The Ohio State University has a research farm in Piketon, OH and I was invited to attend an informational meeting on growing hops in Ohio along with a tour of their hop yard.
There are no records of commercial hops operations in Ohio since around 1920. Back then the Ohio crops were virtually wiped out by downy mildew disease, something that is still a concern today… prohibition had to hurt a bit too.
That was nearly 100 years ago and things have hopefully changed for the better. Some may be asking why should THE Ohio State University (OSU), the Ohio Department of Agriculture (ODA), and the US Department of Agriculture (USDA) care about hops?
First off they’re a very important part of beer, especially in IPAs which reign supreme among craft beer styes. Take that high demand combined with worldwide shortages in recent years and fewer folks growing less hops on the west coast, America’s current top hop spot.
OSU cares even more about hops in Ohio due to the locavore trend. For a few years now more and more folks have wanted local produce and everyone wants to know how many of their local brewers ingredients are local. This is a question I’ve thrown at every brewer I’ve interviewed, their response is along the lines of “None, there aren’t any local ingredients available, but maybe some spices here or there.”
If OSU can help Ohio farmers grow Ohio hops then Ohio brewers can give Ohio residents a more local product.
Many folks were interested in what varieties were being tried. The core line up was Cascade, Nugget, Williamette, Columbus, Sterling, and Centennial with Galena, Mt. Hood, Hallertauer tradition, and Spalter Select as additional varieties. Without any doubt Columbus was growing the tallest with the most cones, cones being the part “where the magic happens”.
I turned to twitter to see if folks had question and provided answers below were I could:
- @sudsanonymous: Are rhizomes planted at intervals to allow for more frequent harvests?
- No one is doing this yet but the researchers seemed to think it was a great idea and may try it next year.
- @L_AllenH: When I buy rhizomes some suggest planting vertically and others horizontally… what is the science behind it?
- Doesn’t seem to matter because like they say in Jurassic park life will find a way. But do plant two rhizomes per spot to make sure at least one takes.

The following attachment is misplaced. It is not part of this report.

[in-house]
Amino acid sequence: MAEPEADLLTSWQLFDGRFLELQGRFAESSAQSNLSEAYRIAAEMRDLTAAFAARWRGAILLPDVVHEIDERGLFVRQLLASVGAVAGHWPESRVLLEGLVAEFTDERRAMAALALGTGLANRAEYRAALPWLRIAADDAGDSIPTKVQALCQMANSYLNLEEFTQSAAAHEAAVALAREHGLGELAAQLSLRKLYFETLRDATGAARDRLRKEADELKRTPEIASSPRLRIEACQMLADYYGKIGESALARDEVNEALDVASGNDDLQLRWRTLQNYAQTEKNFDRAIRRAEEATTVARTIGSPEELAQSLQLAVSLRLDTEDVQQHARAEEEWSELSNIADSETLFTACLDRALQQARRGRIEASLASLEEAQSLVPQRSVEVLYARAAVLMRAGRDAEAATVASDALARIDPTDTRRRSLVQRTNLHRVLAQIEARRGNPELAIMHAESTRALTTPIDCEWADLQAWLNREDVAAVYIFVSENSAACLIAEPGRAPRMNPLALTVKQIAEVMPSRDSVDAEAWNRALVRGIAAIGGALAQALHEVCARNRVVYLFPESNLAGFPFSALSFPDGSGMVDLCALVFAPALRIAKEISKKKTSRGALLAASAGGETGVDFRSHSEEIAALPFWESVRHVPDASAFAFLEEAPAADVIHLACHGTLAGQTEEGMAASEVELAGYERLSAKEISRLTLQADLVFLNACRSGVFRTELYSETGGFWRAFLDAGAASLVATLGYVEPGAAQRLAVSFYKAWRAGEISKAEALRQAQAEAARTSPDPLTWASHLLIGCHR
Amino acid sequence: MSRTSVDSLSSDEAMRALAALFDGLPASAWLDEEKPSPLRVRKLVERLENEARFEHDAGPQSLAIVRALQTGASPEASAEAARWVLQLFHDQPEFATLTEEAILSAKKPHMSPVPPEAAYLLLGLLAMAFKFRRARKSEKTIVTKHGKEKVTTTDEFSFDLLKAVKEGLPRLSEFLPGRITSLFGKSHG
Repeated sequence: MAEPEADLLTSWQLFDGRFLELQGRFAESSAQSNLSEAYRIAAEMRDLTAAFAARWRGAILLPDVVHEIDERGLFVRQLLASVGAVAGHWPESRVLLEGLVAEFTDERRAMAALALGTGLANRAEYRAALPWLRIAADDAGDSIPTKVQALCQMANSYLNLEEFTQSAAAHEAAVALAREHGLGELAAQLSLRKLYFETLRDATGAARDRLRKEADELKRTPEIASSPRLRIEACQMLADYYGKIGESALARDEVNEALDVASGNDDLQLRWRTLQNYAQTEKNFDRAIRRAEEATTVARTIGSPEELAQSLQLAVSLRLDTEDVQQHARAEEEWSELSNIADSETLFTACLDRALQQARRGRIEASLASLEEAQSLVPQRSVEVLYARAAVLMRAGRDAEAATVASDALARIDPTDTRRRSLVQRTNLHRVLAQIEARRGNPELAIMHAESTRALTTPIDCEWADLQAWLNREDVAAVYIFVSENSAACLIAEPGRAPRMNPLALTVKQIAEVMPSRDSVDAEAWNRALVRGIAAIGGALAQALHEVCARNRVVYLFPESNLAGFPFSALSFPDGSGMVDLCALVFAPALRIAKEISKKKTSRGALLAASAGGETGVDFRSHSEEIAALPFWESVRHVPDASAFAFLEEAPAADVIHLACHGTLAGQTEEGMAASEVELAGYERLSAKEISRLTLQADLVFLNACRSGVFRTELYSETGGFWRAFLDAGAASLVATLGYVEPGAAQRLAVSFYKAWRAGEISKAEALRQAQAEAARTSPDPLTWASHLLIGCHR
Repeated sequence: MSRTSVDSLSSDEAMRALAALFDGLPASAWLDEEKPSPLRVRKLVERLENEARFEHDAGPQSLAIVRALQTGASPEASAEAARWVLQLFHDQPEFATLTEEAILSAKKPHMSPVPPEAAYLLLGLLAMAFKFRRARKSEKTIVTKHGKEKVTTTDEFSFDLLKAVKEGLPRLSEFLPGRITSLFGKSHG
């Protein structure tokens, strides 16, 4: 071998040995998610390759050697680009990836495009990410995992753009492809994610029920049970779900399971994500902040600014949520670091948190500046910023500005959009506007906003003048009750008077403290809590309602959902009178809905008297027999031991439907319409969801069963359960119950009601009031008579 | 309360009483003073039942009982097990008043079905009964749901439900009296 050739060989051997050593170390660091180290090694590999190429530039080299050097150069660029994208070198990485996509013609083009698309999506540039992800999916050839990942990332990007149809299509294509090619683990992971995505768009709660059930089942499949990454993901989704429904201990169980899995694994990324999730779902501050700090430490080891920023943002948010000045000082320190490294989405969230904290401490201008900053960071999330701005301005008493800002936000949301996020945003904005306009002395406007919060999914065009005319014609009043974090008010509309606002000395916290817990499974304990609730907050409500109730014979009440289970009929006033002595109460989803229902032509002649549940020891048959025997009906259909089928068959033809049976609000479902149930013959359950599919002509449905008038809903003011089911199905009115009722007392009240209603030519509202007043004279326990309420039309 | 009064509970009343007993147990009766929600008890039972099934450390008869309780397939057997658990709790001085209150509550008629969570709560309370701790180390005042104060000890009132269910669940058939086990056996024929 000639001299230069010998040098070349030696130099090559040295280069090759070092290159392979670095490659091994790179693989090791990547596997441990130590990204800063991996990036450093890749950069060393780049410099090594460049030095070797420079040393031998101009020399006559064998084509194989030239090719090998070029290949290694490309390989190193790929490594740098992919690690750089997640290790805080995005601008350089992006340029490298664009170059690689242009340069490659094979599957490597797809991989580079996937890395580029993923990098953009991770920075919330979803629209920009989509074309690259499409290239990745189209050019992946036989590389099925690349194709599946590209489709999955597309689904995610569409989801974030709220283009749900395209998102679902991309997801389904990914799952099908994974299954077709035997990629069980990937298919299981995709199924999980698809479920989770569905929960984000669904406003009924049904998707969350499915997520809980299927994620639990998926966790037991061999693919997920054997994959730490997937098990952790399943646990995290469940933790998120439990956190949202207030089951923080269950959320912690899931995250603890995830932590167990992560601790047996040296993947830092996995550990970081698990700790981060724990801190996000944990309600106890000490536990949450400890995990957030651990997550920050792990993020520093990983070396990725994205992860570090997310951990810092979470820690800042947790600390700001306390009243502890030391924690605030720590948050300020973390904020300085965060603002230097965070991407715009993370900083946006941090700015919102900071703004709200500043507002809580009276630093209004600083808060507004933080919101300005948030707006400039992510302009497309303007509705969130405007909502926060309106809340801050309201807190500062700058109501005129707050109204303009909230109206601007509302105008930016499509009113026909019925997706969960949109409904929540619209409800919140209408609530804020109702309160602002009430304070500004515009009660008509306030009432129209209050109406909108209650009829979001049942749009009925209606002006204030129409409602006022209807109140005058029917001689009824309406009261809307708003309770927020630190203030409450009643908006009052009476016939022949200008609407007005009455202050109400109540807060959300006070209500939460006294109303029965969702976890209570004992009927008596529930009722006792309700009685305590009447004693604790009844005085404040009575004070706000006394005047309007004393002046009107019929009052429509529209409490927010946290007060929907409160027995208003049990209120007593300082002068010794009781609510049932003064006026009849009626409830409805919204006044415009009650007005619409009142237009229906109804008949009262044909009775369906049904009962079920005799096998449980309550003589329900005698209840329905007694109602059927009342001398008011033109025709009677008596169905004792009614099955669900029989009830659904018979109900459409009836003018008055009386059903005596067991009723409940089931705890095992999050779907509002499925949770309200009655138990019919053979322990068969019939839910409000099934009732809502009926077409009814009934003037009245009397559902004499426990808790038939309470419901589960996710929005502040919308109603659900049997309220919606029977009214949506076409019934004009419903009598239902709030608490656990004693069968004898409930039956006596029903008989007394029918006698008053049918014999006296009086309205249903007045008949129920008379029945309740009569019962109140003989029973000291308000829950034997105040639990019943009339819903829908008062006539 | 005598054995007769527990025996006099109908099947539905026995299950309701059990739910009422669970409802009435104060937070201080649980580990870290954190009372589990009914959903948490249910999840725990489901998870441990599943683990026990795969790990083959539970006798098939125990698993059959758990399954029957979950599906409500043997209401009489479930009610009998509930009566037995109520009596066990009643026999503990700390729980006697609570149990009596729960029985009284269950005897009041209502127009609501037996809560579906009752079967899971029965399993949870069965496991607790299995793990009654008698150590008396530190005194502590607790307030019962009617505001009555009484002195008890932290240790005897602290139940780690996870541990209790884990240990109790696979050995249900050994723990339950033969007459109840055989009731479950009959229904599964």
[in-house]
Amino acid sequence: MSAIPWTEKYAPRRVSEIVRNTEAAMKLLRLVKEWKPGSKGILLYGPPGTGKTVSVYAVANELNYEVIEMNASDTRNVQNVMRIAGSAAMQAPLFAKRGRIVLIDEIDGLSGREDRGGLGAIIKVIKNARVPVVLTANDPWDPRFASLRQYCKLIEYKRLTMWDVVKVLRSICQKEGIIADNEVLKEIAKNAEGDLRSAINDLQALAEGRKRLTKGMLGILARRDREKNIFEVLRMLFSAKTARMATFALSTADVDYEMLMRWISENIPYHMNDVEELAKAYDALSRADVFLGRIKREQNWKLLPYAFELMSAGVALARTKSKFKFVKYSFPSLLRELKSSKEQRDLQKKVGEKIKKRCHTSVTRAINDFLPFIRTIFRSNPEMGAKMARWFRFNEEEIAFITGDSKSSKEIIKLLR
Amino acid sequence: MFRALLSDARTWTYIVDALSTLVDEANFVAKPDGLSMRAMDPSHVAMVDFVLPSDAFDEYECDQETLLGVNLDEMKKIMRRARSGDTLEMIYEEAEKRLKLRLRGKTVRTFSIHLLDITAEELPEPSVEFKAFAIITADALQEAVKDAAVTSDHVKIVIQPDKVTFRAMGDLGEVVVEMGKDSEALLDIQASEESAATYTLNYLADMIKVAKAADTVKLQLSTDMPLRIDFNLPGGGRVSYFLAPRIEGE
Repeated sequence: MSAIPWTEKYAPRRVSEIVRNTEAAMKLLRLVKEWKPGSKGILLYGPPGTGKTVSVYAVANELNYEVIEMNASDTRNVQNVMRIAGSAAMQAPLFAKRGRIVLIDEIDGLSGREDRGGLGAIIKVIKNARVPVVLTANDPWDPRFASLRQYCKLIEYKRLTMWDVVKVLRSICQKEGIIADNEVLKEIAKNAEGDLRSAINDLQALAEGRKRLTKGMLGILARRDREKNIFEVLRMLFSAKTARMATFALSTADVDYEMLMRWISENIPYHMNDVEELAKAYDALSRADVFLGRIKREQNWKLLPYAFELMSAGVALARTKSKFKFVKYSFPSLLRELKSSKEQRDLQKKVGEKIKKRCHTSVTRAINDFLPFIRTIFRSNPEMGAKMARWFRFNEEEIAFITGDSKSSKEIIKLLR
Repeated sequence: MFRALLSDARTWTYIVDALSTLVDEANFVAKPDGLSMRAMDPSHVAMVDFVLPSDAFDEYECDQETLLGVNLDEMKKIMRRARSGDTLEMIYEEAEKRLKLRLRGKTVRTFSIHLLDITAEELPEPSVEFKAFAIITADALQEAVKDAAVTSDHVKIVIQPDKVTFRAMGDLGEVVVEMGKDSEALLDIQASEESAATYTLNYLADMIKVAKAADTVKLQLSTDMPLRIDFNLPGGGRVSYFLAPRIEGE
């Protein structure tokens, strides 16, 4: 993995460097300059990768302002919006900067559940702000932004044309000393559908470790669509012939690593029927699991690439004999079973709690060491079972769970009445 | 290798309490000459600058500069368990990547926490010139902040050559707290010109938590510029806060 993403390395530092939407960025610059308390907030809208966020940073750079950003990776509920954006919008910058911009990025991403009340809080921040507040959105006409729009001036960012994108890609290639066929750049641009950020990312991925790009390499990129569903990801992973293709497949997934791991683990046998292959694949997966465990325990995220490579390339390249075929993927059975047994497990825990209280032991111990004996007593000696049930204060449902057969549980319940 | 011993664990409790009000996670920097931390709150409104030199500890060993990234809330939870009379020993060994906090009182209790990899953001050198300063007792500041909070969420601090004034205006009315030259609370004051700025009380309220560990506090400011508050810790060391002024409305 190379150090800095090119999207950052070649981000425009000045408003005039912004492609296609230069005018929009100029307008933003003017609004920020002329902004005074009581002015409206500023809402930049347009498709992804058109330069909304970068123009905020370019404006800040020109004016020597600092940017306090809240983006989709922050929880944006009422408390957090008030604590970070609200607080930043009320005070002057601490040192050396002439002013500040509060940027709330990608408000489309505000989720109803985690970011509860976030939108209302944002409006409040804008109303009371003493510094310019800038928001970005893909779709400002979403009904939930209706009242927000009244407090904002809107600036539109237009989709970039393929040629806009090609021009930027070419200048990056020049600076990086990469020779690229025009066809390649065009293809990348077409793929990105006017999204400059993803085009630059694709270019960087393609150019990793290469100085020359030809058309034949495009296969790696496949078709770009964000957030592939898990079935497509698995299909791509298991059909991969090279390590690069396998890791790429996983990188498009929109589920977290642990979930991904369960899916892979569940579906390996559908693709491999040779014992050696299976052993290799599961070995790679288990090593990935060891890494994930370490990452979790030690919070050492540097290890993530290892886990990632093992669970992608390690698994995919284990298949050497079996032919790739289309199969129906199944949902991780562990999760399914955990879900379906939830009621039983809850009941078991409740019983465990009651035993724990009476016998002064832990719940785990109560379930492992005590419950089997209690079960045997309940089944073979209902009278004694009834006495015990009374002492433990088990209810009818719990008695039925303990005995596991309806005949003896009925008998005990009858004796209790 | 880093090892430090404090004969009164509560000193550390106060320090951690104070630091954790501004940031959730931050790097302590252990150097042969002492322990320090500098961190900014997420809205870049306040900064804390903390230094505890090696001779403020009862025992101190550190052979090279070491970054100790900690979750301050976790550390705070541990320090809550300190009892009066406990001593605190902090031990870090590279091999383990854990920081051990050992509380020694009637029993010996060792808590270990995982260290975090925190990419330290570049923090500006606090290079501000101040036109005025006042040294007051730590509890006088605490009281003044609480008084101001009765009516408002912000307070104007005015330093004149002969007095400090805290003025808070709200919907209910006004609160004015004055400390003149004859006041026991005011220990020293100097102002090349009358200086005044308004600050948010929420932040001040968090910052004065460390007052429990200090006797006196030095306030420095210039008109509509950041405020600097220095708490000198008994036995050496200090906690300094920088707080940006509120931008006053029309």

- @BeerNFoodLover, @rjbedinghaus, and @TyrannyBrewing all asked if farmers were doing whole or pellets and where those whole hops/pellets were for sale.
- As of right now there are really only 2 people growing more then a few plants. They’ve both worked out arrangements with local brewers near them. One of those arrangements is whole hops, used in dry hoping, in exchange for Jackie O’s growlers… that’s my kind of arrangement. The other guy has a deal worked out with Yellow Springs Brewery, not sure the details there but if it involves Captain Stardust it’s a win!
- @LooseScrewBeers: Whats the biggest problem they face growing hops in Ohio? Is it bugs? Fungal diseases? Other?
- No one has seen fungal diseases or bugs yet but downy mildew is starting to set in on some plants, though they should be harvested any day now.
Going a bit further on @LooseScrewBeers question there are two pretty big impediments for Ohio farmers right now. First off they’re looking at about $10,000 per acre invested (not including land or labor) just to get the hops in the ground. Then you have to cut them down, pick them off the bines (not vines), and dry them. All three of those are very labor intensive activities that have yet to be efficiently automated…. though a machine meant for “medical” marijuana is showing some promise. After that $10,000 investment and that labor they’re looking at $2,000 yield the first year, hopefully going up to $7,000 in subsequent years. Which could put them at 3 – 5 years to pay off that initial investment… before making any profit.
I didn’t want to get overly heavy into the research that was done by OSU or the magic of hops; but hit me up if you’re curious and I’ll send you a copy of the material they handed out PLUS stay tuned to the blog because I plan a post on the science of the hop.
Lastly I also found out I’m not mature enough for a discussion about aged natural grass fed cattle fertilizer… which is the fanciest way I’ve ever heard anyone say cow shit.